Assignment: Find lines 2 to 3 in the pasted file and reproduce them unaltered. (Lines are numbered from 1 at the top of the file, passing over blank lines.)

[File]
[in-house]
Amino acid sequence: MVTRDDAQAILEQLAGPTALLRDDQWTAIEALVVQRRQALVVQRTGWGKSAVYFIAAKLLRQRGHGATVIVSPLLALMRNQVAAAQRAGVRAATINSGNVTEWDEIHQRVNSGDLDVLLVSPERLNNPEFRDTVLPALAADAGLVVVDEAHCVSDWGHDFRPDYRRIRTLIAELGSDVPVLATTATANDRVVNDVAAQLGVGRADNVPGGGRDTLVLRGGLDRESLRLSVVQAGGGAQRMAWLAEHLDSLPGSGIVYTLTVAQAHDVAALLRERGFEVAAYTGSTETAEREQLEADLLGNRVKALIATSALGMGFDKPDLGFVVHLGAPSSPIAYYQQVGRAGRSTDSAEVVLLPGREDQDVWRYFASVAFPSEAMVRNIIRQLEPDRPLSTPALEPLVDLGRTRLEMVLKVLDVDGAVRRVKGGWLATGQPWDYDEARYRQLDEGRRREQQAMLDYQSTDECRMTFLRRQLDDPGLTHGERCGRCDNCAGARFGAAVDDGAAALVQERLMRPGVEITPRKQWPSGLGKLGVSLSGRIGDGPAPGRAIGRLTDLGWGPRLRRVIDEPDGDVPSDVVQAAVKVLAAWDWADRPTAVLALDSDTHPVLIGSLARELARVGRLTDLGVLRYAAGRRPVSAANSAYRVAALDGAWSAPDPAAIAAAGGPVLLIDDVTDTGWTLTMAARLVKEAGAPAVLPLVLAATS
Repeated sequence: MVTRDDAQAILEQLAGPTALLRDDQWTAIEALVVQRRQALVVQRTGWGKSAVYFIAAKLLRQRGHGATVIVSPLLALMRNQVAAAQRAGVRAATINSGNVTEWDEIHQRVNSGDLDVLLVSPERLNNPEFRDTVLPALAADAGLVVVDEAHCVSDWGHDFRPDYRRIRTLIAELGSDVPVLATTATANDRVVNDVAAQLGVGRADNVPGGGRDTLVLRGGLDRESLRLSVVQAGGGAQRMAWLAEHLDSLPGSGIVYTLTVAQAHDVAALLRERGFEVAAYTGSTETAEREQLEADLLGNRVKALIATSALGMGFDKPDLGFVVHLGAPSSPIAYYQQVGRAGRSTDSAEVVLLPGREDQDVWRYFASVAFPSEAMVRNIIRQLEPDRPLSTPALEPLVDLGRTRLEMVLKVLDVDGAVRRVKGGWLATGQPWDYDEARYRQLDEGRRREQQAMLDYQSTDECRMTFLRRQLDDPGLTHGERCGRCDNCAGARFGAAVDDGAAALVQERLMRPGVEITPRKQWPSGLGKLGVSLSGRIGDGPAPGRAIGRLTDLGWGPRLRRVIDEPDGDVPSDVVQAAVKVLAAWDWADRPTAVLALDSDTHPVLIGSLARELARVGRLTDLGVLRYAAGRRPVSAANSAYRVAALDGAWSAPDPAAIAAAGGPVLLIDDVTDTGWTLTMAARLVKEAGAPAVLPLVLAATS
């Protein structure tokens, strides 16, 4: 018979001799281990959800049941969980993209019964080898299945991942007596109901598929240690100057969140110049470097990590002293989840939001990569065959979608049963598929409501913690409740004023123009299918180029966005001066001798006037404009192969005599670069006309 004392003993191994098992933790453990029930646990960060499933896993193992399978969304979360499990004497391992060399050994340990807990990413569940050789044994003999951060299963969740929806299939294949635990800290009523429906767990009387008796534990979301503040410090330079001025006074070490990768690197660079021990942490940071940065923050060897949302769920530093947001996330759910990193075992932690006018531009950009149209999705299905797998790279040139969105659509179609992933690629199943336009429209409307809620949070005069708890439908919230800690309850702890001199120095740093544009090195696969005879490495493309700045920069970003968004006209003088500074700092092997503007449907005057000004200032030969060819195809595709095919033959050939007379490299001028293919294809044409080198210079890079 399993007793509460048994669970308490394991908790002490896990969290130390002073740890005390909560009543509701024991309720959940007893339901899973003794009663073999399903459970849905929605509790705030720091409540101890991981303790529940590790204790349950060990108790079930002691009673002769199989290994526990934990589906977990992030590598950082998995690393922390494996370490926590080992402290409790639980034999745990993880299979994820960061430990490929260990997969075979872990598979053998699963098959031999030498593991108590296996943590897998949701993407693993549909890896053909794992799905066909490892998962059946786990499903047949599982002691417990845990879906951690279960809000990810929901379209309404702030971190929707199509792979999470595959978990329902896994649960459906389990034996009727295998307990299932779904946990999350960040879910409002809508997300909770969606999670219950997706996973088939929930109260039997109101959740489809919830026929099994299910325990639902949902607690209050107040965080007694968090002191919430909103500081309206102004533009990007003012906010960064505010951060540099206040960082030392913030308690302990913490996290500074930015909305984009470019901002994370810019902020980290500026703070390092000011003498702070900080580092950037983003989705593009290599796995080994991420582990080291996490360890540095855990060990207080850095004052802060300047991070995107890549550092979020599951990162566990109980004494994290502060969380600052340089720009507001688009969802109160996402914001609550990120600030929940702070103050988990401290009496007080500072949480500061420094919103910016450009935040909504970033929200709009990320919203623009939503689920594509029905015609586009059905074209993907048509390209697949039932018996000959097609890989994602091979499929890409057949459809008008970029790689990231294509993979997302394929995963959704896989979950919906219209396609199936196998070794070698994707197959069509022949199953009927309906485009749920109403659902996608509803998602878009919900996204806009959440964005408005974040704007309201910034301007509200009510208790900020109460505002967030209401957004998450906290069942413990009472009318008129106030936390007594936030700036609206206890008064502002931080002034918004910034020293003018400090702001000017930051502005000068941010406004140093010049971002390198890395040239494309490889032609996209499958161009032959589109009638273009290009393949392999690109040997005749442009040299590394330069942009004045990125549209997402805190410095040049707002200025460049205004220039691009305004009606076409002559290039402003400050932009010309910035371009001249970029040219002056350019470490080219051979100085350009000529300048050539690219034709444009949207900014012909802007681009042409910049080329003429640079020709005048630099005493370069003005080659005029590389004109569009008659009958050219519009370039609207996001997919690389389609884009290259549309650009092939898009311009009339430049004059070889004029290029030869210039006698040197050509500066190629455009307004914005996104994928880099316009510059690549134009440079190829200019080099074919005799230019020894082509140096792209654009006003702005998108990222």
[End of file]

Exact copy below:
Amino acid sequence: MVTRDDAQAILEQLAGPTALLRDDQWTAIEALVVQRRQALVVQRTGWGKSAVYFIAAKLLRQRGHGATVIVSPLLALMRNQVAAAQRAGVRAATINSGNVTEWDEIHQRVNSGDLDVLLVSPERLNNPEFRDTVLPALAADAGLVVVDEAHCVSDWGHDFRPDYRRIRTLIAELGSDVPVLATTATANDRVVNDVAAQLGVGRADNVPGGGRDTLVLRGGLDRESLRLSVVQAGGGAQRMAWLAEHLDSLPGSGIVYTLTVAQAHDVAALLRERGFEVAAYTGSTETAEREQLEADLLGNRVKALIATSALGMGFDKPDLGFVVHLGAPSSPIAYYQQVGRAGRSTDSAEVVLLPGREDQDVWRYFASVAFPSEAMVRNIIRQLEPDRPLSTPALEPLVDLGRTRLEMVLKVLDVDGAVRRVKGGWLATGQPWDYDEARYRQLDEGRRREQQAMLDYQSTDECRMTFLRRQLDDPGLTHGERCGRCDNCAGARFGAAVDDGAAALVQERLMRPGVEITPRKQWPSGLGKLGVSLSGRIGDGPAPGRAIGRLTDLGWGPRLRRVIDEPDGDVPSDVVQAAVKVLAAWDWADRPTAVLALDSDTHPVLIGSLARELARVGRLTDLGVLRYAAGRRPVSAANSAYRVAALDGAWSAPDPAAIAAAGGPVLLIDDVTDTGWTLTMAARLVKEAGAPAVLPLVLAATS
Repeated sequence: MVTRDDAQAILEQLAGPTALLRDDQWTAIEALVVQRRQALVVQRTGWGKSAVYFIAAKLLRQRGHGATVIVSPLLALMRNQVAAAQRAGVRAATINSGNVTEWDEIHQRVNSGDLDVLLVSPERLNNPEFRDTVLPALAADAGLVVVDEAHCVSDWGHDFRPDYRRIRTLIAELGSDVPVLATTATANDRVVNDVAAQLGVGRADNVPGGGRDTLVLRGGLDRESLRLSVVQAGGGAQRMAWLAEHLDSLPGSGIVYTLTVAQAHDVAALLRERGFEVAAYTGSTETAEREQLEADLLGNRVKALIATSALGMGFDKPDLGFVVHLGAPSSPIAYYQQVGRAGRSTDSAEVVLLPGREDQDVWRYFASVAFPSEAMVRNIIRQLEPDRPLSTPALEPLVDLGRTRLEMVLKVLDVDGAVRRVKGGWLATGQPWDYDEARYRQLDEGRRREQQAMLDYQSTDECRMTFLRRQLDDPGLTHGERCGRCDNCAGARFGAAVDDGAAALVQERLMRPGVEITPRKQWPSGLGKLGVSLSGRIGDGPAPGRAIGRLTDLGWGPRLRRVIDEPDGDVPSDVVQAAVKVLAAWDWADRPTAVLALDSDTHPVLIGSLARELARVGRLTDLGVLRYAAGRRPVSAANSAYRVAALDGAWSAPDPAAIAAAGGPVLLIDDVTDTGWTLTMAARLVKEAGAPAVLPLVLAATS